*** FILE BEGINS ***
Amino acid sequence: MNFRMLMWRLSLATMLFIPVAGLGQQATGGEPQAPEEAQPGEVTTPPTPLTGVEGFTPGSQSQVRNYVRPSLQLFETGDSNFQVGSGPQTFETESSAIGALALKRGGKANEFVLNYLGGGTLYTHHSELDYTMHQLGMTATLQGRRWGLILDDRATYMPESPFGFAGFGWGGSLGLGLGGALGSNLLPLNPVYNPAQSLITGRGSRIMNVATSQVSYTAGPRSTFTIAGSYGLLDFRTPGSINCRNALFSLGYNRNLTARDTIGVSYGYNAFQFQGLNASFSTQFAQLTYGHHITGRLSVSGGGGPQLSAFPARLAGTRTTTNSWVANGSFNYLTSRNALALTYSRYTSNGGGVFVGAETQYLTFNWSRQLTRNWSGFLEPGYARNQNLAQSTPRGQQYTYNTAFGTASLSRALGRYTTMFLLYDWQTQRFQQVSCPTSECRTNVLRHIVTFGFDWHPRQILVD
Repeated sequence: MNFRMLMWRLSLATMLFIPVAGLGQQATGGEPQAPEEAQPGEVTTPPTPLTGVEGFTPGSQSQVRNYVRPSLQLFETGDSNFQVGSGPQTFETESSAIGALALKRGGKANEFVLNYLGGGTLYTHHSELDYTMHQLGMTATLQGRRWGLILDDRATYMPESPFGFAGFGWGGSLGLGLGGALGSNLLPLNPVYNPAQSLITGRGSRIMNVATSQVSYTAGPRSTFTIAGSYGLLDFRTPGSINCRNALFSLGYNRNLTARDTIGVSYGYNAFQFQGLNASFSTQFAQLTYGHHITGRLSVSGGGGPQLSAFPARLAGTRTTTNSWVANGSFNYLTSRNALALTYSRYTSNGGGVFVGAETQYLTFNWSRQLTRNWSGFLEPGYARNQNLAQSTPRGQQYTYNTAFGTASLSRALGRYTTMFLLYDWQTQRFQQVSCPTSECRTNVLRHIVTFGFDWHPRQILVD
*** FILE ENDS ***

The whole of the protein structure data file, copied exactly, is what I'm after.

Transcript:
Amino acid sequence: MNFRMLMWRLSLATMLFIPVAGLGQQATGGEPQAPEEAQPGEVTTPPTPLTGVEGFTPGSQSQVRNYVRPSLQLFETGDSNFQVGSGPQTFETESSAIGALALKRGGKANEFVLNYLGGGTLYTHHSELDYTMHQLGMTATLQGRRWGLILDDRATYMPESPFGFAGFGWGGSLGLGLGGALGSNLLPLNPVYNPAQSLITGRGSRIMNVATSQVSYTAGPRSTFTIAGSYGLLDFRTPGSINCRNALFSLGYNRNLTARDTIGVSYGYNAFQFQGLNASFSTQFAQLTYGHHITGRLSVSGGGGPQLSAFPARLAGTRTTTNSWVANGSFNYLTSRNALALTYSRYTSNGGGVFVGAETQYLTFNWSRQLTRNWSGFLEPGYARNQNLAQSTPRGQQYTYNTAFGTASLSRALGRYTTMFLLYDWQTQRFQQVSCPTSECRTNVLRHIVTFGFDWHPRQILVD
Repeated sequence: MNFRMLMWRLSLATMLFIPVAGLGQQATGGEPQAPEEAQPGEVTTPPTPLTGVEGFTPGSQSQVRNYVRPSLQLFETGDSNFQVGSGPQTFETESSAIGALALKRGGKANEFVLNYLGGGTLYTHHSELDYTMHQLGMTATLQGRRWGLILDDRATYMPESPFGFAGFGWGGSLGLGLGGALGSNLLPLNPVYNPAQSLITGRGSRIMNVATSQVSYTAGPRSTFTIAGSYGLLDFRTPGSINCRNALFSLGYNRNLTARDTIGVSYGYNAFQFQGLNASFSTQFAQLTYGHHITGRLSVSGGGGPQLSAFPARLAGTRTTTNSWVANGSFNYLTSRNALALTYSRYTSNGGGVFVGAETQYLTFNWSRQLTRNWSGFLEPGYARNQNLAQSTPRGQQYTYNTAFGTASLSRALGRYTTMFLLYDWQTQRFQQVSCPTSECRTNVLRHIVTFGFDWHPRQILVD